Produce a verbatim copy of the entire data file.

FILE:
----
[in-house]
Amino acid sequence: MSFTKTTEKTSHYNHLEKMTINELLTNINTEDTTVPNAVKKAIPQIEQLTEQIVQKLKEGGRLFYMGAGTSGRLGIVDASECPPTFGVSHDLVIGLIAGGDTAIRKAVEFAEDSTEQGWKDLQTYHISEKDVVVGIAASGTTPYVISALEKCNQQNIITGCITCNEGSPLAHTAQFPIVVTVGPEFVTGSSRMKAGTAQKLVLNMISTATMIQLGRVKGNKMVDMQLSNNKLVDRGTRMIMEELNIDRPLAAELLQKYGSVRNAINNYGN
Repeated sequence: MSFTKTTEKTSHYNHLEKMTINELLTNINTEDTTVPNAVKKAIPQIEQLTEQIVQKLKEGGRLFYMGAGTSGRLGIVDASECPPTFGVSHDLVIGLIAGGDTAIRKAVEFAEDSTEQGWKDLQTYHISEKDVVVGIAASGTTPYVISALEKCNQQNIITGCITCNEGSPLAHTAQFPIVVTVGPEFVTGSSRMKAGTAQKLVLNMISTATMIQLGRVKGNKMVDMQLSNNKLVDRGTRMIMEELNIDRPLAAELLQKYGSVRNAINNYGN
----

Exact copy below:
[in-house]
Amino acid sequence: MSFTKTTEKTSHYNHLEKMTINELLTNINTEDTTVPNAVKKAIPQIEQLTEQIVQKLKEGGRLFYMGAGTSGRLGIVDASECPPTFGVSHDLVIGLIAGGDTAIRKAVEFAEDSTEQGWKDLQTYHISEKDVVVGIAASGTTPYVISALEKCNQQNIITGCITCNEGSPLAHTAQFPIVVTVGPEFVTGSSRMKAGTAQKLVLNMISTATMIQLGRVKGNKMVDMQLSNNKLVDRGTRMIMEELNIDRPLAAELLQKYGSVRNAINNYGN
Repeated sequence: MSFTKTTEKTSHYNHLEKMTINELLTNINTEDTTVPNAVKKAIPQIEQLTEQIVQKLKEGGRLFYMGAGTSGRLGIVDASECPPTFGVSHDLVIGLIAGGDTAIRKAVEFAEDSTEQGWKDLQTYHISEKDVVVGIAASGTTPYVISALEKCNQQNIITGCITCNEGSPLAHTAQFPIVVTVGPEFVTGSSRMKAGTAQKLVLNMISTATMIQLGRVKGNKMVDMQLSNNKLVDRGTRMIMEELNIDRPLAAELLQKYGSVRNAINNYGN